The MA in Ancient Philosophy is principally conceived as a research training programme which aims to build on the skills in independent learning acquired in the course of the your first degree and enable you to undertake fully independent research at a higher level. Contact time with tutors for taught modules is typically a total of 5 hours per week (rising to 7 for someone beginning Latin or ancient Greek at this level), with an emphasis on small group teaching, and a structure that maximises the value of this time, and best encourages and focuses the your own independent study and preparation. On average, around 2 hours a week of other relevant academic contact (research seminars, dissertation supervision) is also available.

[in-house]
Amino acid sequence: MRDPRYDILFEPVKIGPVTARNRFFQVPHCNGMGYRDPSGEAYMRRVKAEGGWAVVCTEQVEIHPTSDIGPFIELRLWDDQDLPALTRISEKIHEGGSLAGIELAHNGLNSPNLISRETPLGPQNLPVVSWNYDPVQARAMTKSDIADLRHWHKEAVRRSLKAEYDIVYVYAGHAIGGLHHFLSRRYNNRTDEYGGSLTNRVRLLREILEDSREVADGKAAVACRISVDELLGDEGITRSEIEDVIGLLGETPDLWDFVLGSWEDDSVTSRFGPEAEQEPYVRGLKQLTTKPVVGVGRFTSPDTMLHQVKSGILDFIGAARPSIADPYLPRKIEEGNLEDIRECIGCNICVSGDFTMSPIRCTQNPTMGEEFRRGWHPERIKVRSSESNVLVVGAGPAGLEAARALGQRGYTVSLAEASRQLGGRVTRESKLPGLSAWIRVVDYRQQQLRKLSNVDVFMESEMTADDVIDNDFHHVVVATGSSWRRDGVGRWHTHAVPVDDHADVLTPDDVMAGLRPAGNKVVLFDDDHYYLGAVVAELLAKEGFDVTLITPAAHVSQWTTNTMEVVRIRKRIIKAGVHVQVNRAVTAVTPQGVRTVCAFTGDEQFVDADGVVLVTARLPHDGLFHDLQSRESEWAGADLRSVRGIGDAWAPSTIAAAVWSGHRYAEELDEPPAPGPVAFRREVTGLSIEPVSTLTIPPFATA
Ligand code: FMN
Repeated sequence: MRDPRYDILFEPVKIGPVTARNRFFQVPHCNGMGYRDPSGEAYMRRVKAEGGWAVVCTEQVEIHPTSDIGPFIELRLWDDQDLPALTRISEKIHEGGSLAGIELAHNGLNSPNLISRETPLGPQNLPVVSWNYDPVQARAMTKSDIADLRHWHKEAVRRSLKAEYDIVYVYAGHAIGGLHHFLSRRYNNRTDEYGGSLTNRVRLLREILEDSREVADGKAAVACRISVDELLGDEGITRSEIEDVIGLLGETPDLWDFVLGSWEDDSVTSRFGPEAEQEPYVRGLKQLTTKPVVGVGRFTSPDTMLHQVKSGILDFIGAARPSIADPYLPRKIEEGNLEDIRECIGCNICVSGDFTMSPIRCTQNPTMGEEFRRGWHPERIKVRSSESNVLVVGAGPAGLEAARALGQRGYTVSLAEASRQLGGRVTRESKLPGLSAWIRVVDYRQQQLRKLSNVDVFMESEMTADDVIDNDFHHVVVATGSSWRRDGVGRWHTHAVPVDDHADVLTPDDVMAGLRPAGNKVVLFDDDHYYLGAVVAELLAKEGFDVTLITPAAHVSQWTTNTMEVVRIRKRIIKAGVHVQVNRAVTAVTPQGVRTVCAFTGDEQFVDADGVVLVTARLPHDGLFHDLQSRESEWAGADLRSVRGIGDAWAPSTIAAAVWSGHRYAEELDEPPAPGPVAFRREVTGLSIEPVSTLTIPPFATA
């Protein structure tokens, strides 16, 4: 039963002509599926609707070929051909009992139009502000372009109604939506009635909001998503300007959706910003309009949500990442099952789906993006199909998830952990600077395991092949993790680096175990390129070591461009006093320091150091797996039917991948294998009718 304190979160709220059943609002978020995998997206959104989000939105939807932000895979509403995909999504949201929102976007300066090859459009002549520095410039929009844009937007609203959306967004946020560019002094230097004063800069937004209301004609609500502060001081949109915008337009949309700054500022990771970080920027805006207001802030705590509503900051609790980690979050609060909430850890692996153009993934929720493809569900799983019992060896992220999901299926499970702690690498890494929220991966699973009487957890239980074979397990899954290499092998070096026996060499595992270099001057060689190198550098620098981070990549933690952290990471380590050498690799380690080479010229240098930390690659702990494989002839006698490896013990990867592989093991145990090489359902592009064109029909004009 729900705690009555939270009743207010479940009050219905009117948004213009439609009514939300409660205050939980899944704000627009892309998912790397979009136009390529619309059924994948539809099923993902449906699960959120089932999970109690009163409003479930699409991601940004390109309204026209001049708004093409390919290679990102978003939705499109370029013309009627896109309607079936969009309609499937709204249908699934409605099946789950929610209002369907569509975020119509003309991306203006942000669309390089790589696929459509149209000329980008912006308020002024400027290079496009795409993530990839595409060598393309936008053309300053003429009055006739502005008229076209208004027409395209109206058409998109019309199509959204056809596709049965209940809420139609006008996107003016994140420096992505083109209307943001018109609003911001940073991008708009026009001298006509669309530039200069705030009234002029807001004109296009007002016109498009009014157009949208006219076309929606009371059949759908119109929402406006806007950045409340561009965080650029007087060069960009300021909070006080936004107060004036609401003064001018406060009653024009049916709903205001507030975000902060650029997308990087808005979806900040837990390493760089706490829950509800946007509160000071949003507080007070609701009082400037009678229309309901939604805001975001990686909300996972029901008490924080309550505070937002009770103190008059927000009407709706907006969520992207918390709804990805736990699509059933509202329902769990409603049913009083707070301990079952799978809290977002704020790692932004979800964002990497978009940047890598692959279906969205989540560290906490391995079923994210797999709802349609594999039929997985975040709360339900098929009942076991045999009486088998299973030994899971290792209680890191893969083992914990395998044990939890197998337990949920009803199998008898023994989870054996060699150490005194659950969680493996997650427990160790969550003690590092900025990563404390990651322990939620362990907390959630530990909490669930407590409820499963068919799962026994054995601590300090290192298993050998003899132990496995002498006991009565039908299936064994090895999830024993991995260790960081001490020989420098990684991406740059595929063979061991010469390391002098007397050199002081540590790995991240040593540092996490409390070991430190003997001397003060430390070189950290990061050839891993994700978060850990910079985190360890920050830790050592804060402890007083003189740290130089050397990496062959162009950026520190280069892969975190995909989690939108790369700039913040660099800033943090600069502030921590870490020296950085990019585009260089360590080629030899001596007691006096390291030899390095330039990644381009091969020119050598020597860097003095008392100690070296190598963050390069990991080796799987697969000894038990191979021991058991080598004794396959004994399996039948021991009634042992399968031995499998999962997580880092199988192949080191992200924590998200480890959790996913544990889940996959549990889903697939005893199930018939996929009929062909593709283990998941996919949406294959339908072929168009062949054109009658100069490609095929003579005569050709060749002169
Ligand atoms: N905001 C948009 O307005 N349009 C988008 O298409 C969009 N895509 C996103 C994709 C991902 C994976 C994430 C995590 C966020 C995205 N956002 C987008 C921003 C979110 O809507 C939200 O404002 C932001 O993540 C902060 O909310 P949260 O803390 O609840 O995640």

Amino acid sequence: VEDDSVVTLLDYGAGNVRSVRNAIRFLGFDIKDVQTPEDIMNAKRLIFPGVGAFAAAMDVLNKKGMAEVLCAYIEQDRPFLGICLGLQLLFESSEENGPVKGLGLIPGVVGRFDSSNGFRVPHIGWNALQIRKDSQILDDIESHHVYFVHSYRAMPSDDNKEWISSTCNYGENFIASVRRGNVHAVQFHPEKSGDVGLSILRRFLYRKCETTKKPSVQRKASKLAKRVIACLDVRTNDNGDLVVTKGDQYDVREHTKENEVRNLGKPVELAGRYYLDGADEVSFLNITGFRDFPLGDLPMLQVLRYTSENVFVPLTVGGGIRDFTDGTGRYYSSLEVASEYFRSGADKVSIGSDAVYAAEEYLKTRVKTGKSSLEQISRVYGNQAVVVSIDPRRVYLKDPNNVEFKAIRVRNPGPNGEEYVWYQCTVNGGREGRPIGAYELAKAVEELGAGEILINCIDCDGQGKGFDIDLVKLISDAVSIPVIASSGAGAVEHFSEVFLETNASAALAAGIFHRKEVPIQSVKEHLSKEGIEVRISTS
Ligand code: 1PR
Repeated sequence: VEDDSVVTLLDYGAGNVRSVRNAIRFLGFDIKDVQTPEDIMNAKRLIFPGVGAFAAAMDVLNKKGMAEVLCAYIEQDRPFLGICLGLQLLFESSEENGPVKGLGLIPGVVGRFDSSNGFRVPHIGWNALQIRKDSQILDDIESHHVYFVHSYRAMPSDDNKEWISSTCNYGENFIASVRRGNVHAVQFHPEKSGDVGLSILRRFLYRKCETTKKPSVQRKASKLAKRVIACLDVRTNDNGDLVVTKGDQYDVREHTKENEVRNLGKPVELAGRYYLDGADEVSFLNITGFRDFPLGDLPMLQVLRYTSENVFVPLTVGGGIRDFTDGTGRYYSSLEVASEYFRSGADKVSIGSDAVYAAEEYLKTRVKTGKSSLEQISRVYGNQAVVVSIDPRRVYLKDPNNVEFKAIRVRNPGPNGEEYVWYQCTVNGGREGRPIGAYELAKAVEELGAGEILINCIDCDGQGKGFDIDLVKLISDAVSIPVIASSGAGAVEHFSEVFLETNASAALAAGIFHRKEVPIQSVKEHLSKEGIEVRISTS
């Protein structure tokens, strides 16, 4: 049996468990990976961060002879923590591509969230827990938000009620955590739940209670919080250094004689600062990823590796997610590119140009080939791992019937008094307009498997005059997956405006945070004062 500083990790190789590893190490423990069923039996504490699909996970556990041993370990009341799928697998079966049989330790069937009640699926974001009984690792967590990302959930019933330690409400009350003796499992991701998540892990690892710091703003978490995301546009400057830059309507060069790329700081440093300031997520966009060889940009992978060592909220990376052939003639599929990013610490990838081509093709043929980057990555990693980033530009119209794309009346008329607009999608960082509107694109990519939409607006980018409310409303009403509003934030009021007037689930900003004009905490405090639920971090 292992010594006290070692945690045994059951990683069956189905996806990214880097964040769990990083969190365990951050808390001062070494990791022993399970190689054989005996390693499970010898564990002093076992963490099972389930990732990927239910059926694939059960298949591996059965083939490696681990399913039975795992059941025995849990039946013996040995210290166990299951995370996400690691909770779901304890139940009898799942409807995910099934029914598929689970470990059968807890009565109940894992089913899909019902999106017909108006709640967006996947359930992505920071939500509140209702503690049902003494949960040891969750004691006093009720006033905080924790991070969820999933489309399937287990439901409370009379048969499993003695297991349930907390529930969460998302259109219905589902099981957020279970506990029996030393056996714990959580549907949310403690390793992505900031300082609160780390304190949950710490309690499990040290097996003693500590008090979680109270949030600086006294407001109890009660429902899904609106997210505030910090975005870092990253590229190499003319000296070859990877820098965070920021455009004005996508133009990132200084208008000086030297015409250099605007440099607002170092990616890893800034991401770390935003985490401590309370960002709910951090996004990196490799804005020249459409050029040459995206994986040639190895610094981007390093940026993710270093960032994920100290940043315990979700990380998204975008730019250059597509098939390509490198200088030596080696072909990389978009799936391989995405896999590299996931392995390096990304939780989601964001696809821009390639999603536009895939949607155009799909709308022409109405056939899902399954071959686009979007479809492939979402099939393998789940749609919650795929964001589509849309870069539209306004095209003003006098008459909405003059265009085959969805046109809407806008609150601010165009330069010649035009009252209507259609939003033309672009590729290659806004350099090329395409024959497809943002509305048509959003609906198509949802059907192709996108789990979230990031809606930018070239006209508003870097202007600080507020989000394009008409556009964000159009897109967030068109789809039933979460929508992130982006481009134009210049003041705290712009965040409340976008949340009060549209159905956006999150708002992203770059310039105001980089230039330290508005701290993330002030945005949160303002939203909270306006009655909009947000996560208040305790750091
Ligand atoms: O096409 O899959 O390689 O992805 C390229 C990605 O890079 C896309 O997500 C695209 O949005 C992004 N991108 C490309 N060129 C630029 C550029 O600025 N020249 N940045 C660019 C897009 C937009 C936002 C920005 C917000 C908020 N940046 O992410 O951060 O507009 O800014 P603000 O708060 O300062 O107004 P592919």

At the heart of the course is a module focused on the range of research methods and resources available to someone working in the field of Classics. This is run as a weekly class, with a mixture of lectures and student-led discussions. Three or four further elective modules deal with particular specialised subjects. You must choose one module involving work with a relevant foreign language (ancient or modern: beginners modules in each language and specialised text seminars for those who have already studied Greek and Latin are offered every year), and one dealing directly with research on ancient philosophy. All those offered will form part of the current research activity of the tutor taking the module. Numbers for each module are typically very small (often no more than five or six in a class). Typically, classes are two hours long and held fortnightly, and discussion is based on student presentations. (Modules for those beginning ancient Latin or Greek are typically more heavily subscribed, but their classes also meet more often: 3 hours per week.) All students write a 15,000-word dissertation, for which they receive an additional 5 hours of supervisory contact with an expert in their field of interest.